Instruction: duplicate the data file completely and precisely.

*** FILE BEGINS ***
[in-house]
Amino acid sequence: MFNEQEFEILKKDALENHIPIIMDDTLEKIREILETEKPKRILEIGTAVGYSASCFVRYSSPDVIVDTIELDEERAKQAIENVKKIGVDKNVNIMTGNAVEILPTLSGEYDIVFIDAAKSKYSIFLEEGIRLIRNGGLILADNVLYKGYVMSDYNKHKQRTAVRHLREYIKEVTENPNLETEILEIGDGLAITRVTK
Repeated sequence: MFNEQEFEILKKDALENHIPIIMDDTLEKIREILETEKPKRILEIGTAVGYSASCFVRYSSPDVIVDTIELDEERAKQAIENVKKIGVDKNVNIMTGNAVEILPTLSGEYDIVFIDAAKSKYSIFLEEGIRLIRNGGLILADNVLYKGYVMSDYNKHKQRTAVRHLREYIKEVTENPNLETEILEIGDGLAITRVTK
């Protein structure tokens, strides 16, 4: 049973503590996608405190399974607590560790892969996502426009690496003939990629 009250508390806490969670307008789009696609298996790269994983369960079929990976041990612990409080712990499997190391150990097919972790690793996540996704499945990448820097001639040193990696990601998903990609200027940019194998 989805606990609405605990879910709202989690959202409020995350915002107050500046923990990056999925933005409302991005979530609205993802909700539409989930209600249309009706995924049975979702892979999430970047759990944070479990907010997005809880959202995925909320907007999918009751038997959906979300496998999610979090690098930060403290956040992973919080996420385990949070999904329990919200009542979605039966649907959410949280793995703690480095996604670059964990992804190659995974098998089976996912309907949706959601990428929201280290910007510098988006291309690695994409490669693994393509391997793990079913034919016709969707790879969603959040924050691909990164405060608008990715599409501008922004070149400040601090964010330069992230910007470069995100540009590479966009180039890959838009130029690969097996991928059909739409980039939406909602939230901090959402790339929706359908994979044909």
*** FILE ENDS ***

[in-house]
Amino acid sequence: MFNEQEFEILKKDALENHIPIIMDDTLEKIREILETEKPKRILEIGTAVGYSASCFVRYSSPDVIVDTIELDEERAKQAIENVKKIGVDKNVNIMTGNAVEILPTLSGEYDIVFIDAAKSKYSIFLEEGIRLIRNGGLILADNVLYKGYVMSDYNKHKQRTAVRHLREYIKEVTENPNLETEILEIGDGLAITRVTK
Repeated sequence: MFNEQEFEILKKDALENHIPIIMDDTLEKIREILETEKPKRILEIGTAVGYSASCFVRYSSPDVIVDTIELDEERAKQAIENVKKIGVDKNVNIMTGNAVEILPTLSGEYDIVFIDAAKSKYSIFLEEGIRLIRNGGLILADNVLYKGYVMSDYNKHKQRTAVRHLREYIKEVTENPNLETEILEIGDGLAITRVTK
């Protein structure tokens, strides 16, 4: 049973503590996608405190399974607590560790892969996502426009690496003939990629 009250508390806490969670307008789009696609298996790269994983369960079929990976041990612990409080712990499997190391150990097919972790690793996540996704499945990448820097001639040193990696990601998903990609200027940019194998 989805606990609405605990879910709202989690959202409020995350915002107050500046923990990056999925933005409302991005979530609205993802909700539409989930209600249309009706995924049975979702892979999430970047759990944070479990907010997005809880959202995925909320907007999918009751038997959906979300496998999610979090690098930060403290956040992973919080996420385990949070999904329990919200009542979605039966649907959410949280793995703690480095996604670059964990992804190659995974098998089976996912309907949706959601990428929201280290910007510098988006291309690695994409490669693994393509391997793990079913034919016709969707790879969603959040924050691909990164405060608008990715599409501008922004070149400040601090964010330069992230910007470069995100540009590479966009180039890959838009130029690969097996991928059909739409980039939406909602939230901090959402790339929706359908994979044909």